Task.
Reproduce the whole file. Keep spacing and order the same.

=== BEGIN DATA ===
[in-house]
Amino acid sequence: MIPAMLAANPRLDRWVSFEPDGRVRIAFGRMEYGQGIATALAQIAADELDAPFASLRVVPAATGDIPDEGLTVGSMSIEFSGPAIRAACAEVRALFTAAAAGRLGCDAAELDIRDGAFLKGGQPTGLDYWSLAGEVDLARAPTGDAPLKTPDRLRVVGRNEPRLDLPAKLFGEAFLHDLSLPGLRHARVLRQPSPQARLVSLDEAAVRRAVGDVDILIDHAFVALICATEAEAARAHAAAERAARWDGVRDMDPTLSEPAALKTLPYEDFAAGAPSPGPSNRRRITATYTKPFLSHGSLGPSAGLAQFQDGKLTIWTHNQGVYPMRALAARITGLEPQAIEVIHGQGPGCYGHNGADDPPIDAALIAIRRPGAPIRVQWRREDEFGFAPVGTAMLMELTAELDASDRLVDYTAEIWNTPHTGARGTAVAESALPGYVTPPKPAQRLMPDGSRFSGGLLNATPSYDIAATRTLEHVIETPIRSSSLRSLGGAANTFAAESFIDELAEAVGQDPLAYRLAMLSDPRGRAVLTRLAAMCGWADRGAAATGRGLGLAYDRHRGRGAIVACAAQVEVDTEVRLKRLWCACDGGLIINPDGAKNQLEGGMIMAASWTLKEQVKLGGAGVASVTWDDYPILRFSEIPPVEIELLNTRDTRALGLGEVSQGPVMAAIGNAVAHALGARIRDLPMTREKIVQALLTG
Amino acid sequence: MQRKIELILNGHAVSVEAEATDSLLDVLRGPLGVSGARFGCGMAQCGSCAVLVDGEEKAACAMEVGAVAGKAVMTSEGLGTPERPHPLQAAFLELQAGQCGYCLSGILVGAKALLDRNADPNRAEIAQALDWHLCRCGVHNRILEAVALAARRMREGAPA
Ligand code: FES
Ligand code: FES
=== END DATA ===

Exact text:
[in-house]
Amino acid sequence: MIPAMLAANPRLDRWVSFEPDGRVRIAFGRMEYGQGIATALAQIAADELDAPFASLRVVPAATGDIPDEGLTVGSMSIEFSGPAIRAACAEVRALFTAAAAGRLGCDAAELDIRDGAFLKGGQPTGLDYWSLAGEVDLARAPTGDAPLKTPDRLRVVGRNEPRLDLPAKLFGEAFLHDLSLPGLRHARVLRQPSPQARLVSLDEAAVRRAVGDVDILIDHAFVALICATEAEAARAHAAAERAARWDGVRDMDPTLSEPAALKTLPYEDFAAGAPSPGPSNRRRITATYTKPFLSHGSLGPSAGLAQFQDGKLTIWTHNQGVYPMRALAARITGLEPQAIEVIHGQGPGCYGHNGADDPPIDAALIAIRRPGAPIRVQWRREDEFGFAPVGTAMLMELTAELDASDRLVDYTAEIWNTPHTGARGTAVAESALPGYVTPPKPAQRLMPDGSRFSGGLLNATPSYDIAATRTLEHVIETPIRSSSLRSLGGAANTFAAESFIDELAEAVGQDPLAYRLAMLSDPRGRAVLTRLAAMCGWADRGAAATGRGLGLAYDRHRGRGAIVACAAQVEVDTEVRLKRLWCACDGGLIINPDGAKNQLEGGMIMAASWTLKEQVKLGGAGVASVTWDDYPILRFSEIPPVEIELLNTRDTRALGLGEVSQGPVMAAIGNAVAHALGARIRDLPMTREKIVQALLTG
Amino acid sequence: MQRKIELILNGHAVSVEAEATDSLLDVLRGPLGVSGARFGCGMAQCGSCAVLVDGEEKAACAMEVGAVAGKAVMTSEGLGTPERPHPLQAAFLELQAGQCGYCLSGILVGAKALLDRNADPNRAEIAQALDWHLCRCGVHNRILEAVALAARRMREGAPA
Ligand code: FES
Ligand code: FES